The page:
It would be the "next big thing." It would cut our dependence on foreign oil, significantly reduce greenhouse gas emissions, and provide a bridge to an all-electric automotive future. And it had a charismatic, multi-billionare pitchman with the connections, clout, and chutzpah to make it happen.
When I first started reading about natural gas as vehicular fuel in early 2010, I wanted in. Whatever T. Boone Pickens was selling, I was buying.
There was even pending legislation to award government subsidies to purchasers of NG-powered vehicles. With rising oil prices, abundant domestic supplies of NG, geopolitical dysfunction in OPEC countries, and T. Boone at the helm, passage of HR1380 -- the Natural Gas Act -- seemed a fait accompli that would usher in mass adoption of NG-powered vehicles. HR 1380 was scheduled for congressional review in April 2011. I resolved to invest in the NG vehicle sector ahead of the anticipated passage of the NG Act and explosion in the share prices of NG vehicle companies that I was sure would ensue.
My enthusiasm was tempered by my awareness that any investment thesis that relied on the passage of government legislation was a risky proposition, no matter how sensible the legislation, as partisan politics has a nasty habit of trumping common sense. Moreover, I was also aware that T. Boone had previously championed another form of alternative energy -- wind power -- and the wind produced from that venture had emanated largely from Boone's own ample gullet rather than from wind turbines.
Therefore I decided to make my investment a modest one. I evaluated the "big three" NG vehicle companies -- Clean Energy (CLNE), Fuel Systems Solutions (FSYS), and Westport Innovations (WPRT) -- and decided to go with 100 shares of WPRT, which I picked up for $18.
Immediately after I invested in WPRT, the NG sheen started to tarnish.
First, various media raised serious environmental concerns about hydrofracturing ("fracking"), the drilling process that enabled vast new domestic stores of NG to be extracted from shale rock. According to media reports, fluids used in fracking occasionally infiltrated the aquifer and poisoned drinking water supplies. Moreover, the companies that drilled for NG often neglected to clean up after themselves, leaving untreated wastewater pools in their wake.
A process that initially held such promise now had a very distinct chance of becoming a Boone-doggle.
Moreover, the NG Act did not elicit the congressional support needed for passage. In April 2011 the NG Act was referred back to the Energy and Power Subcommittee, where I believe it remains buried to this day.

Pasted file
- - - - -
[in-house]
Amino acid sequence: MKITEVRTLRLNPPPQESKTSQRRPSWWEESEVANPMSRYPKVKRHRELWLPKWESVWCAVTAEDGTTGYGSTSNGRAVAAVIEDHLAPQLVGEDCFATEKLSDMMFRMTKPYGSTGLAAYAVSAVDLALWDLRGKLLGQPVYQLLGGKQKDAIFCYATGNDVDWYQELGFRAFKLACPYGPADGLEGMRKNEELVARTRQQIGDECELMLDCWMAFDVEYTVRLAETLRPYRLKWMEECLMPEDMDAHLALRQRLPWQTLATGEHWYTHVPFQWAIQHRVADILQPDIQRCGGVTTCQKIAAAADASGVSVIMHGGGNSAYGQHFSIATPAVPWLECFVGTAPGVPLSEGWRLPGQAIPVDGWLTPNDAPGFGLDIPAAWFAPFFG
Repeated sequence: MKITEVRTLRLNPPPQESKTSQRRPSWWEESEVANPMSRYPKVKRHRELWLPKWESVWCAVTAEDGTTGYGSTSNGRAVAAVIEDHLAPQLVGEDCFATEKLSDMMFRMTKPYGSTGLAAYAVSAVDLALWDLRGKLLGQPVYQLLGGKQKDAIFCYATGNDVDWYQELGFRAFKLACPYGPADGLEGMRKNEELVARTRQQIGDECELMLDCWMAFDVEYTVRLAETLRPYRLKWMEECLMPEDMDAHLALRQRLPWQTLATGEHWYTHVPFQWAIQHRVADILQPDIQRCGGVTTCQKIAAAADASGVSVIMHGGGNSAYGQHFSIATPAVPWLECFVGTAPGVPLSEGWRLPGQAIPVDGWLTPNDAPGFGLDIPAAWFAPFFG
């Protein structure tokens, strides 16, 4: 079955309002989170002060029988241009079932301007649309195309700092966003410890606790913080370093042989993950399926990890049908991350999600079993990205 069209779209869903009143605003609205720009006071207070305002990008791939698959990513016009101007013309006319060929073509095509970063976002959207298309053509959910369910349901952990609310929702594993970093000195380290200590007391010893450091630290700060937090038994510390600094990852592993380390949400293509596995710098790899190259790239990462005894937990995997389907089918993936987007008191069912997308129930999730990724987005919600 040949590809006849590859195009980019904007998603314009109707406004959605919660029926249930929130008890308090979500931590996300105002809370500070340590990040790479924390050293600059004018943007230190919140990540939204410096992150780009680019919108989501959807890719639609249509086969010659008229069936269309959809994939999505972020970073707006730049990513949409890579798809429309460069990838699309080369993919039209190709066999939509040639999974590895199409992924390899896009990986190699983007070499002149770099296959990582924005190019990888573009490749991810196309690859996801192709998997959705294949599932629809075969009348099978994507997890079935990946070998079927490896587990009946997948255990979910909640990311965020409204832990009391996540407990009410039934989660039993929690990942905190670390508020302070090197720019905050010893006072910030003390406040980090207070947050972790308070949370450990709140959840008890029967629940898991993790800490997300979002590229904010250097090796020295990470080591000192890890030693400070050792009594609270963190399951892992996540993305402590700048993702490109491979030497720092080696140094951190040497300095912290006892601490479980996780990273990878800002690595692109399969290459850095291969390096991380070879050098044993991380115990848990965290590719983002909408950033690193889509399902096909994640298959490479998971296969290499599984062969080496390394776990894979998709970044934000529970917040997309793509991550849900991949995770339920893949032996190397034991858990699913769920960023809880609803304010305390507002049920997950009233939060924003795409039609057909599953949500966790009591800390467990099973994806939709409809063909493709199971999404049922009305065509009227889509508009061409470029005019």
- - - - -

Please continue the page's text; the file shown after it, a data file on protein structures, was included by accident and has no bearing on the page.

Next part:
WPRT shares spent the next 12 months range-bound between about $20 and $15. A year after purchasing WPRT, I found myself right back where I started, holding $18 shares.
I considered jettisoning the shares at that point, but:
- I believed firmly in the American can-do spirit (even if, these days, that spirit is made in China), and was confident that the environmental challenges associated with fracking would be solved;
- The Middle East remained as unstable as ever, emphasizing the urgency of replacing imported oil with a domestic substitute.
- I held out hope that Congressional common sense would prevail, leading to passage of the NG Act.
I figured that WPRT would continue to languish for another year or so while these issues sorted themselves out. To eke out a bit of income in the interim, in April 2011 I sold a Jan 2012 $20 call for $1.90.
I then experienced every call seller's worst nightmare: WPRT climbed.
Slowly, haltingly, but inexorably, the shares rose. I watched helplessly as the shares soared past my strike price ... $20 ... $25 ... $30 ... ultimately closing at $35 at expiration. I mournfully bid farewell to the $1,500 in upside that I had forfeited.
You might say that, in a painful reversal of roles, gas passed me.
WPRT was much more interesting to me at $18 than it is at $38. I won't purchase shares at today's price, but WPRT does offer an intriguing bull call spread opportunity:
Buy the Jan '13 $35 strike and sell the Jan '13 $40 strike for $2.30. If WPRT shares are above $40 at expiration you'll earn 120% annualized. Moreover, the trade provides a bit of downside protection, as the break even price ($37.30) is below the current share price.
WPRT may indeed continue its upward trajectory. CEO David Demers certainly gives that impression:
"With strong growth in all areas of our business, we now expect consolidated revenue for 2011 to reach between $240 and $250 million, representing growth of approximately 70% over calendar 2010.
"A few years from now, we expect that, looking back, 2011 will be seen as the tipping point for the use of natural gas as a transportation fuel.
"We are working with three of the top four heavy-duty engine manufacturers around the world, and more than 60 OEMs. Our Light Duty business works with seven of the top 10 automotive OEMs.
"This quarter, we announced a co-marketing agreement with Shell, the largest and most sophisticated liquefied natural gas (LNG) production company in the world, that would improve the economic case for acquiring LNG vehicles along with the infrastructure, providing a complete, cost-effective solution for fleet owners who want to unlock the savings, price stability, and environmental performance advantages of LNG."
If you believe the WPRT story, and want to take a position that doesn't break the bank, the bull call spread may be just the ticket.